• Referring now to FIGS., 5-7, the patella-engaging apparatus 300 is described. As shown in FIG. 5, the patella-engaging apparatus 300 includes a patella-engaging member 310 and a coupling 350 that releasably secures the patella-engaging member 310 to the subject's patella. As previously mentioned, although the markers 340 are shown and described herein to be coupled with, attached to, configured on or otherwise associated with the patella-engaging apparatus 300, the patella-engaging apparatus 300 is not limited to include the markers 340 because, as can be appreciated, the markers 340 may be considered as a portion of the first measuring portion 400 b. As shown, the coupling 350 may be a band or strap that substantially covers or wraps around the subject's knee and the patella-engaging member 310. As shown, the coupling 350 is configured to be wider (i.e., taller) than the vertical dimension of the patella-engaging member 310 so that the coupling 350 may be tightened properly (i.e., not too tight or too loose) to provide sufficient pressure against an anterior surface of the patella-engaging member 310, thereby causing the skin of the subject's knee in the patella region to become clamped between the patella and the patella-engaging member 310 so that the patella-engaging member 310 synchronously moves with the subject's patella, but does not interfere with its movement. Furthermore, when tightened properly, the coupling 350 does not cause the subject undue discomfort due to compression of the subject's skin.
  • As further shown, the coupling 350 includes at least one aperture 352 through which the plurality of markers 340 is visible. The at least one aperture 352 may be configured to be smaller than or have a different shape from the outer perimeter of the patella-engaging member 310 so that the patella-engaging member 310 does not become accidentally uncoupled from the subject's patella. As shown, the coupling 350 may include a reinforced area (i.e., a generally annular portion proximate the at least one aperture 352) that helps urge the patella-engaging member 310 into engagement with the patella without having to indiscriminately tighten the coupling 350. In other embodiments the coupling 350 may alternatively be attached (e.g., by way of gluing or mechanical fasteners such as staples, screws, etc.) to one or more portions of the patella-engaging member 310 (e.g., the medial and lateral sides) so that the coupling 350 does not substantially cover the anterior side of the patella-engaging member 310.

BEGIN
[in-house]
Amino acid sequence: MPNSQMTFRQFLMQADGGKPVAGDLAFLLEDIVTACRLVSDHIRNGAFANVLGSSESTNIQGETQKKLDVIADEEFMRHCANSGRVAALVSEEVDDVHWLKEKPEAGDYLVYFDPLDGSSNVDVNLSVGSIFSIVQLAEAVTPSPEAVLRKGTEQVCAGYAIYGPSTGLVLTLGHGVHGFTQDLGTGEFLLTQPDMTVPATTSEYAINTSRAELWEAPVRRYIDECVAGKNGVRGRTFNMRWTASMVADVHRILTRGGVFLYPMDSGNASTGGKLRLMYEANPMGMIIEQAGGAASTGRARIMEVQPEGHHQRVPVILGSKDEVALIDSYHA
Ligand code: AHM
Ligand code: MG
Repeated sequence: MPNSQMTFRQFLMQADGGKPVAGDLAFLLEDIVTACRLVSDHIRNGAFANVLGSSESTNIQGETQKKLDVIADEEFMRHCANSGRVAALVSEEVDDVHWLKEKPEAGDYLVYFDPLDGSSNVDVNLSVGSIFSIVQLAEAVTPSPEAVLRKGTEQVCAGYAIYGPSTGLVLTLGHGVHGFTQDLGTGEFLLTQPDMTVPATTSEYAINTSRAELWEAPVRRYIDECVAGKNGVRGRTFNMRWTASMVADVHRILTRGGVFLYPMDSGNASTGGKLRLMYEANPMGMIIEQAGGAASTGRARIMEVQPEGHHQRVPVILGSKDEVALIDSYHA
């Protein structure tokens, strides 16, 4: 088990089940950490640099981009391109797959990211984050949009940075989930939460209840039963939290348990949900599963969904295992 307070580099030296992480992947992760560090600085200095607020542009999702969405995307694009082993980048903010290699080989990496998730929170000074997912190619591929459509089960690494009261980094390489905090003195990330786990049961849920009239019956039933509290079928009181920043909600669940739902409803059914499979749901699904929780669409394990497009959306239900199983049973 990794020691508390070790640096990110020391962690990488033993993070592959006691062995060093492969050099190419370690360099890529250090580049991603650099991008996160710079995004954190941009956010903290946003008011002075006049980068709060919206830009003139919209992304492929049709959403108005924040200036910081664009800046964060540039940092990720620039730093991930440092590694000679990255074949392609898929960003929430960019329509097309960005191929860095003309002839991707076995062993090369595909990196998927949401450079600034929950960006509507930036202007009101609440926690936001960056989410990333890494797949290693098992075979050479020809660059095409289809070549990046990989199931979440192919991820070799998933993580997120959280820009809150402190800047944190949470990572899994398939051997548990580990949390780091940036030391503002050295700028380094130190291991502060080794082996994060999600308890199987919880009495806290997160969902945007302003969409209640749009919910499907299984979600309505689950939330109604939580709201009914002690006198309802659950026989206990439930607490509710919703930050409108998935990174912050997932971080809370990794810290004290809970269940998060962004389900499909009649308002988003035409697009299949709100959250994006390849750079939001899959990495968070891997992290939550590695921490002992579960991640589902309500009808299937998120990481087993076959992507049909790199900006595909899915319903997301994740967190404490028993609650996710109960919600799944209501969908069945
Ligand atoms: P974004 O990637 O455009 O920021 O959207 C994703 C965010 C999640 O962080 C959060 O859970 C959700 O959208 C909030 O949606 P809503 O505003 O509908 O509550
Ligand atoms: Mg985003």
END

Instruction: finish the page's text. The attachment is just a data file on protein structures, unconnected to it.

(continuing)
• The coupling 350 may comprise various materials known in the art such as natural or synthetic fabric, elastic, foam, etc. In one embodiment, the coupling 350 may be a knitted blend of nylon and Lycra® with an elastomeric foam inner layer (e.g., SuperWrap available from Fabrifoam® Products of Exton, Penn.) so that the coupling 350 allows for a high degree of multidirectional elasticity with adjustable compression and support. In this way the elastomeric foam inner layer increases purchase of the coupling 350 on the subject's skin and patella-engaging member 310 to make the coupling 350 and the patella-engaging member 310 non-migratory during knee flexion/extension without excess compression. In some embodiments, the patella-engaging member 310 may further include cushioning, such as, for example a thin layer of elastomeric foam, on its posterior surface to improve the comfort of the subject. The coupling 350 may include various fasteners (e.g., ties, buckles, snaps, buttons, hook-and-loop, etc.) to secure and adjust the placement and compression of the coupling 350 on the subject's knee. Furthermore, because the skin in front of (i.e., anterior) the patella and the patella itself do not move synchronously or at precisely the same time, pattern or direction (as is best evidenced during squatting and walking activities), it is preferred to tighten the coupling 350 enough to overcome skin movement in the patella region of the subject's knee. In this way, skin of the subject's knee in the patella region becomes substantially clamped between the patella and the patella-engaging member 310 so that the patella-engaging member 310 accurately and synchronously moves with the subject's patella.